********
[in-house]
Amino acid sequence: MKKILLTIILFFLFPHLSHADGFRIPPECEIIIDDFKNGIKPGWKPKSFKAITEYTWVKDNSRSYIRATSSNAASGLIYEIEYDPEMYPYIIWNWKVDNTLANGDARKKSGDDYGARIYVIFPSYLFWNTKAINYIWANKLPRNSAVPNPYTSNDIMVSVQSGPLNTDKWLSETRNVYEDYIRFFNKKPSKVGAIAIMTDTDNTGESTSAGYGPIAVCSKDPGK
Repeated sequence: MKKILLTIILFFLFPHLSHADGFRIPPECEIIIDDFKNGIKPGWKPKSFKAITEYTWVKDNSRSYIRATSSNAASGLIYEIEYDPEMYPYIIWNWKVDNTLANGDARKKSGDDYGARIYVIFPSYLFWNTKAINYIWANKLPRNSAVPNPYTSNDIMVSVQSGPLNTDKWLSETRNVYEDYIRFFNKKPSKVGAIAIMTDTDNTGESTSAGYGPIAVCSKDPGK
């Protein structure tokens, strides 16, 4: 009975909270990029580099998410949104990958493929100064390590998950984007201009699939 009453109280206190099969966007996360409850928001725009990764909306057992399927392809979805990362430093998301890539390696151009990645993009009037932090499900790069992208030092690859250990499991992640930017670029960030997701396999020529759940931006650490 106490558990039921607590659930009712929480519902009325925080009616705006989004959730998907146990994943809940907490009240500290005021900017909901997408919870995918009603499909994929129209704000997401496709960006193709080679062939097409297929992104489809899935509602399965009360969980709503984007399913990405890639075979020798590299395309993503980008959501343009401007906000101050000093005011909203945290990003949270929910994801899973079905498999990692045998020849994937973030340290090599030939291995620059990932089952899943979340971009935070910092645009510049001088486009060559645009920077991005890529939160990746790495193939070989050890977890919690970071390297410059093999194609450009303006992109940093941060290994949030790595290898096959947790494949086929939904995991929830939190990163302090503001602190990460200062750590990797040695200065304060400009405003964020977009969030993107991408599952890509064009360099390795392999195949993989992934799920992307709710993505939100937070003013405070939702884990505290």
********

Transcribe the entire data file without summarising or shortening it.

[in-house]
Amino acid sequence: MKKILLTIILFFLFPHLSHADGFRIPPECEIIIDDFKNGIKPGWKPKSFKAITEYTWVKDNSRSYIRATSSNAASGLIYEIEYDPEMYPYIIWNWKVDNTLANGDARKKSGDDYGARIYVIFPSYLFWNTKAINYIWANKLPRNSAVPNPYTSNDIMVSVQSGPLNTDKWLSETRNVYEDYIRFFNKKPSKVGAIAIMTDTDNTGESTSAGYGPIAVCSKDPGK
Repeated sequence: MKKILLTIILFFLFPHLSHADGFRIPPECEIIIDDFKNGIKPGWKPKSFKAITEYTWVKDNSRSYIRATSSNAASGLIYEIEYDPEMYPYIIWNWKVDNTLANGDARKKSGDDYGARIYVIFPSYLFWNTKAINYIWANKLPRNSAVPNPYTSNDIMVSVQSGPLNTDKWLSETRNVYEDYIRFFNKKPSKVGAIAIMTDTDNTGESTSAGYGPIAVCSKDPGK
């Protein structure tokens, strides 16, 4: 009975909270990029580099998410949104990958493929100064390590998950984007201009699939 009453109280206190099969966007996360409850928001725009990764909306057992399927392809979805990362430093998301890539390696151009990645993009009037932090499900790069992208030092690859250990499991992640930017670029960030997701396999020529759940931006650490 106490558990039921607590659930009712929480519902009325925080009616705006989004959730998907146990994943809940907490009240500290005021900017909901997408919870995918009603499909994929129209704000997401496709960006193709080679062939097409297929992104489809899935509602399965009360969980709503984007399913990405890639075979020798590299395309993503980008959501343009401007906000101050000093005011909203945290990003949270929910994801899973079905498999990692045998020849994937973030340290090599030939291995620059990932089952899943979340971009935070910092645009510049001088486009060559645009920077991005890529939160990746790495193939070989050890977890919690970071390297410059093999194609450009303006992109940093941060290994949030790595290898096959947790494949086929939904995991929830939190990163302090503001602190990460200062750590990797040695200065304060400009405003964020977009969030993107991408599952890509064009360099390795392999195949993989992934799920992307709710993505939100937070003013405070939702884990505290």